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Endangered crafts

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default Endangered crafts

Post by Chilli-head on 22nd December 2017, 12:12 pm

The Heritage Crafts Association have published this list of crafts considered "endangered" in the UK. That is, sufficiently few practitioners that their skills may not be passed on.

I have had a go at a couple of the ones listed as critically endangered - plane and saw making. Actually I would say that a lot of hand-tool making is dying out, since there is so little demand for them. Hand forging of auger drills for example, which died in the UK when Clico closed recently.

A lot of these crafts are interesting to me, in that the knowledge you need to have a go - to make a wooden plane, a besom, etc, etc is not really that great. What is being lost is the ability to knock them out in the way they would be made professionally. I was talking with one of the few surviving besom makers earlier in the year, very entertaining chap. Initially slightly cagey about his trade secrets, but enthusiasm got the better of him with time and he explained how he seasons the birch twigs to keep them supple (in the dark is key, apparently). But the amazing thing was the speed he could put them together. Complete economy of movement, hands working as if they knew what to do on their own without the need to interrupt his conversation with me. Only by doing something day in day out do you get that proficient !
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Post by Dandelion on 22nd December 2017, 9:54 pm

When we visited the Weald and Downland Museum in the summer, one thing which fascinated me (for the same reason) was some pre-war film footage of men working in a walking stick manufacturers in Sussex. It was amazing to see how quickly the sticks were bent and trimmed; there was a rhythm to the process'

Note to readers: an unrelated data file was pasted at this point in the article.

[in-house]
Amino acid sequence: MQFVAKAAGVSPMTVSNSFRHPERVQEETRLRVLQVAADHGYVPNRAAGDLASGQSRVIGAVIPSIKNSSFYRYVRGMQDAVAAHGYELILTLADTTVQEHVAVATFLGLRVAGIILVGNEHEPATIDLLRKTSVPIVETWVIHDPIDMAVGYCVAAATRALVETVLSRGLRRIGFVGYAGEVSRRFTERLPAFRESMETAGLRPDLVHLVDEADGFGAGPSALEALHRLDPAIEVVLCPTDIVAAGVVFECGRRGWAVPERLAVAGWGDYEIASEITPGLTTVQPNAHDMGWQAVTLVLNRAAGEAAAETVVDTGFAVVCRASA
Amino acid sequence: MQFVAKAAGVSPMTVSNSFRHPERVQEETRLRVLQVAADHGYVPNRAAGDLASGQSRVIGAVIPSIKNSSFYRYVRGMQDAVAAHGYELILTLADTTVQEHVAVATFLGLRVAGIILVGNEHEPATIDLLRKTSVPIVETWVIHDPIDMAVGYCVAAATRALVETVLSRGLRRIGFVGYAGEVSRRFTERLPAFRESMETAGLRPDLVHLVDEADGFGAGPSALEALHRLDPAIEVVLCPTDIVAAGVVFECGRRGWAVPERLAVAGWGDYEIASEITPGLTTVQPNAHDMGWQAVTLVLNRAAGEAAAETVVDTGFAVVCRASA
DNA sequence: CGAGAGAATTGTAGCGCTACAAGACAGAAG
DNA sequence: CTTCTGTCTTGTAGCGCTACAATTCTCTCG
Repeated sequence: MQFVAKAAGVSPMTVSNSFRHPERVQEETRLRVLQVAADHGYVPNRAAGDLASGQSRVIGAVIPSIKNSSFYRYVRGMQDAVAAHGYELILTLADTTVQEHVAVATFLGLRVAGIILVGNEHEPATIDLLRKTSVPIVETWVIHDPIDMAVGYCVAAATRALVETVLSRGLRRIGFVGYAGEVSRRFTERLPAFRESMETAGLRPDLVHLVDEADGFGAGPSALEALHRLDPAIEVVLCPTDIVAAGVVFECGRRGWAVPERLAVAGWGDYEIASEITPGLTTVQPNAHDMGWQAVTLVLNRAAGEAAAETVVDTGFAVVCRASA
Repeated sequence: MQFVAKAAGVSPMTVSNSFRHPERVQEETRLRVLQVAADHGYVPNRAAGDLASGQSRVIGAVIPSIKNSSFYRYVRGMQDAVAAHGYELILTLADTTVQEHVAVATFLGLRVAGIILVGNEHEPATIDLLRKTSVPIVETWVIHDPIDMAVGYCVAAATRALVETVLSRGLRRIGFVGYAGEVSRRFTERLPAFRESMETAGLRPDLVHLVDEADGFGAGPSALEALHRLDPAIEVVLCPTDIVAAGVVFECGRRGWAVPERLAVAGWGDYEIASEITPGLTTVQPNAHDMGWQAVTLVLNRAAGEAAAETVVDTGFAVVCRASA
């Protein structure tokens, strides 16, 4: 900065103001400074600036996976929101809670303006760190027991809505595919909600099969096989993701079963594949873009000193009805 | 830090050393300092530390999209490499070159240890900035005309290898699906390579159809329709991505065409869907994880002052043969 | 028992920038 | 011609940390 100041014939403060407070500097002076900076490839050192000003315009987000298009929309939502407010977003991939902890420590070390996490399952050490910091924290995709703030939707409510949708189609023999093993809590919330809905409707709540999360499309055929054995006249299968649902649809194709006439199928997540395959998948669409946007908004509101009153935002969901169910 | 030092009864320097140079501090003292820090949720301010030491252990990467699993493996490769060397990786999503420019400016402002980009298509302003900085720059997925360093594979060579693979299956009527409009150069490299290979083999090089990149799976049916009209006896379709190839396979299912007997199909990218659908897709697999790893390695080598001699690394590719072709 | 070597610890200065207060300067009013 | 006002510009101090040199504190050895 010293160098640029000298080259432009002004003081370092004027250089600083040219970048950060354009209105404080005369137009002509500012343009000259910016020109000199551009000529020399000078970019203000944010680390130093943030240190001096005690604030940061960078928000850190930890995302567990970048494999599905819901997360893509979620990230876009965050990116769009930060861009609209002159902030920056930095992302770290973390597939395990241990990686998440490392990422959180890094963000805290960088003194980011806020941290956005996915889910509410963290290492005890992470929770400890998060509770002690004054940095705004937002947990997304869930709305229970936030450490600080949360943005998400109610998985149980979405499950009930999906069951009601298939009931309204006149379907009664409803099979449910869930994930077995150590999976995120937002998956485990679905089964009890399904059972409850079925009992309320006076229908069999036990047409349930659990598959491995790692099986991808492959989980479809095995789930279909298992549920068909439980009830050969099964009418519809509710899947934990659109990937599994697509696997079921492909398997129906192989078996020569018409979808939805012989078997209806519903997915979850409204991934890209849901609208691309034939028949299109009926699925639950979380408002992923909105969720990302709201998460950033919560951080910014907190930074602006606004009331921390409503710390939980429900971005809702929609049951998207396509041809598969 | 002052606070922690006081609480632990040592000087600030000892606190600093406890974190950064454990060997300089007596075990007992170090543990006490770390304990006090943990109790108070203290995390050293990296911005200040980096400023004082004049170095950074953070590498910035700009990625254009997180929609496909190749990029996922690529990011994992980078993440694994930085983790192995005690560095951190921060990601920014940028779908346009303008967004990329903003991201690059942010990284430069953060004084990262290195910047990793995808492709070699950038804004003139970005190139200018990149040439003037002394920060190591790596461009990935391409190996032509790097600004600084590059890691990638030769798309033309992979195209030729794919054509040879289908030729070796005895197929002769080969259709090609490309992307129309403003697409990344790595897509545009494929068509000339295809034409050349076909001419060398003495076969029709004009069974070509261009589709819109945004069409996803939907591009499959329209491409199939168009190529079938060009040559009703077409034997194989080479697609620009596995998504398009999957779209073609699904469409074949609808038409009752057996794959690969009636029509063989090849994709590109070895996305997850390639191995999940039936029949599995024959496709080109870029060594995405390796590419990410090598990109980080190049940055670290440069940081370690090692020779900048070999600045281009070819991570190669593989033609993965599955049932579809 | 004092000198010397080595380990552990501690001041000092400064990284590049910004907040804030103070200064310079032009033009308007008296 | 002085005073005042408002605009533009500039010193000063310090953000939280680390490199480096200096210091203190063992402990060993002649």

Ha! I've just had a look and found the film...


The richer we have become materially, the poorer we have become morally and spiritually. We have learned to fly in the air like birds and swim in the sea like fish, but we have not learned the simple art of living together as brothers and sisters.

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Post by FloBear on 23rd December 2017, 11:19 am

I don't know if it's endangered but when we used to take year 3 to Cranborne Ancient Technology Centre there was an older chap, Reg, who was a complete joy to watch with his billhook. He sliced branches for hurdles, trimmed them up and also did more delicate tasks with practised ease.

He was also i/c the forge and could produce useful and decorative items. In those days the children were allowed to have a little go at hammering the iron. I still have a rough but useful knife which is used as a letter openiner.

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Post by Ploshkin on 24th December 2017, 2:51 pm

I recall staying with a bunch of Brownies in a village called Newdigate, probably late 70s / early 80s.  The village church needed the oak shingles replacing which was only done every several decades. The only oak shinglers around were very old men but they were used to train young, local builders who were then able to do the job.
It really is no good being cagey about your craft if you want the skills to survive.

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